THE FORBIDDEN CITY, Buildings East Side Ii

Audio File length: 2.42
English / USA Language: English / USA

The Palace of Great Benevolence has maintained its original layout to this day. If you enter through the main gate, you’ll see a stone screen said to be a relic from the Yuan dynasty, which ruled over China from 1271 to 1368.

The palace has two courtyards with terraces looking onto them, corridors with porticoes and a small pavilion built over a well that was used to wash offerings before they were taken to the sacred kitchens. It was the residence of the emperors’ concubines during the Ming dynasty, but during the Qing dynasty, Emperor Kangxi was born here and lived in the palace for a long time. Inside, you can see many rare objects dating back many centuries.

 

Now press pause and press play again in front of the Palace of Lasting Happiness, easily recognizable because it’s an unfinished building in western style that contrasts sharply with all of those around it.

 

The original building burned down in 1845, and in 1909 the decision was taken to replace it with a "crystal palace", with glass walls similar to those of an aquarium, and fish swimming inside them. Each of the four corners of the palace was to be connected with a three-storey hexagonal pavilion.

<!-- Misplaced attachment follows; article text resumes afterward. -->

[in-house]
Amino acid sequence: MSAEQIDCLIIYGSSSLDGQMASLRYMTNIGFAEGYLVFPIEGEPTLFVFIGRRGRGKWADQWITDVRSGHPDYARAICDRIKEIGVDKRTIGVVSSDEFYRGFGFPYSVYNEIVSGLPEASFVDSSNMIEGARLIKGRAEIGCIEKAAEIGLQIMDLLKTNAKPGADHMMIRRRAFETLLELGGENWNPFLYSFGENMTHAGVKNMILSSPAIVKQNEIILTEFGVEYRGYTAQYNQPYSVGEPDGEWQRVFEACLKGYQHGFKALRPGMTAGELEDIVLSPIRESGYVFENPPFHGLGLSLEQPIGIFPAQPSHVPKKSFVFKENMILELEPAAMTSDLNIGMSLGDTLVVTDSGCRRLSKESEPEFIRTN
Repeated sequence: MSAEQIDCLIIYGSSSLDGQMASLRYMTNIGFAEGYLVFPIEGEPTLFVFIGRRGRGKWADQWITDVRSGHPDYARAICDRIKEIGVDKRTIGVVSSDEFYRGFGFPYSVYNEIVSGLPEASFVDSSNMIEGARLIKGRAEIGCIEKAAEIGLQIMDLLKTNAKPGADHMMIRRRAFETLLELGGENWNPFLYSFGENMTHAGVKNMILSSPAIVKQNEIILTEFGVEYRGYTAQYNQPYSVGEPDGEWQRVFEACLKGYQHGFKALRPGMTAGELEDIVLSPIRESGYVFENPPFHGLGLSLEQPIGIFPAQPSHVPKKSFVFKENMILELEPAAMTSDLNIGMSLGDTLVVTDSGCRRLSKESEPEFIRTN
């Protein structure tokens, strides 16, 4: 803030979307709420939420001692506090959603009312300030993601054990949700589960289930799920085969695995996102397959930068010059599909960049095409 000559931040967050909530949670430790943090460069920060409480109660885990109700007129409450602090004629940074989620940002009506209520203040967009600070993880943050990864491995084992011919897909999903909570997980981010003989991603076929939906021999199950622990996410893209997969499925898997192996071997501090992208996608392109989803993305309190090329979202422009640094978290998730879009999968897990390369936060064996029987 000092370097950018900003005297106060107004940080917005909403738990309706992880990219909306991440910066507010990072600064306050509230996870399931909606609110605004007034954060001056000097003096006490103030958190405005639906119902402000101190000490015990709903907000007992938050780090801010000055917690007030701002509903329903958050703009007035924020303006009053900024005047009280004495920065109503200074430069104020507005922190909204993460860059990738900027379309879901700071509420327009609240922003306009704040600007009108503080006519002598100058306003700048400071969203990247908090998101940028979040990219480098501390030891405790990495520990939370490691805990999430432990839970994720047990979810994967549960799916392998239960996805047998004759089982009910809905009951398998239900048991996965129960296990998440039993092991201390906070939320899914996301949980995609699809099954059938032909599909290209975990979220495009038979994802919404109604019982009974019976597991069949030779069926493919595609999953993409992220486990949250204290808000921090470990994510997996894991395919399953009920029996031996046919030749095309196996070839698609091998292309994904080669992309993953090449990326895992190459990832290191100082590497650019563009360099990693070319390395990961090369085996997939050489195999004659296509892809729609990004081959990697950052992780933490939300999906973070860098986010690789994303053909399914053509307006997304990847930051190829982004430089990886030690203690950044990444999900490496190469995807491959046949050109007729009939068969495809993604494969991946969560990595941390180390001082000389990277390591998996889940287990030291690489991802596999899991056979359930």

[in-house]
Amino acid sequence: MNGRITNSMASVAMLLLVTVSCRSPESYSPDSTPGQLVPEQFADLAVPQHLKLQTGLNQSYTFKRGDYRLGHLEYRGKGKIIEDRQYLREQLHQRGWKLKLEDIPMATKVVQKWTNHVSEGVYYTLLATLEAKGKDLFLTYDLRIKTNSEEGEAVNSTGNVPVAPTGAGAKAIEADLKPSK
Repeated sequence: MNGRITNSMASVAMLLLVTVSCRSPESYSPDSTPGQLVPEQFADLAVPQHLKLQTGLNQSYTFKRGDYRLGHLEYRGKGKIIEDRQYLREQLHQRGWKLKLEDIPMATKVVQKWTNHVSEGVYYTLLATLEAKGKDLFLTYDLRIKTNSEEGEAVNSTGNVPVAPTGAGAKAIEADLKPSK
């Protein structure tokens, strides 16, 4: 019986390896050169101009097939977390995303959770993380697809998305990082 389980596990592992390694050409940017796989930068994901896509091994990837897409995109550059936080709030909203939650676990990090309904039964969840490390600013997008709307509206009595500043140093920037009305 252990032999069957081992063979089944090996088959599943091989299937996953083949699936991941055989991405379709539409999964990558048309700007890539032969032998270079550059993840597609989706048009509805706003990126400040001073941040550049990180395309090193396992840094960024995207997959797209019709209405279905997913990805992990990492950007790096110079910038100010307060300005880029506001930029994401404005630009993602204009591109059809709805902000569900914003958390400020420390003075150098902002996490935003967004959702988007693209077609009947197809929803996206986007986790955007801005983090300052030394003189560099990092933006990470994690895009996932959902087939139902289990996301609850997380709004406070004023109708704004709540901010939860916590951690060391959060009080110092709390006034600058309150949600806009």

As you can see, the construction has a metal framework, and the whole building is in white marble on the outside, with porcelain tiles on the inside. The building project was abandoned due to the exorbitant costs involved and the palace remained unfinished.

At the end of the road you can see another two buildings. The first is the Palace of Abstinence, built in 1731, where the emperors used to fast before worshipping heaven and earth, abstaining from killing, celebrating, having sex, drinking alcohol and eating meat.

The second, which you’ll find on your way out of the first, is the Hall of Ancestry Worship. With a corridor linking the main hall to the bedroom at the rear, this was the temple where the imperial family worshiped their ancestors. Today it contains a fabulous exhibition of some 200 antique timepieces.

 

An interesting fact: the Chinese clocks in the palace mark the hours in the most bizarre ways. Some have little robots playing drums or ringing bells, while others have blossoming flowers or dancing butterflies.

Our visit to the Forbidden City ends here. MyWoWo would like to thank you - see you again at another Wonder of the World!

 

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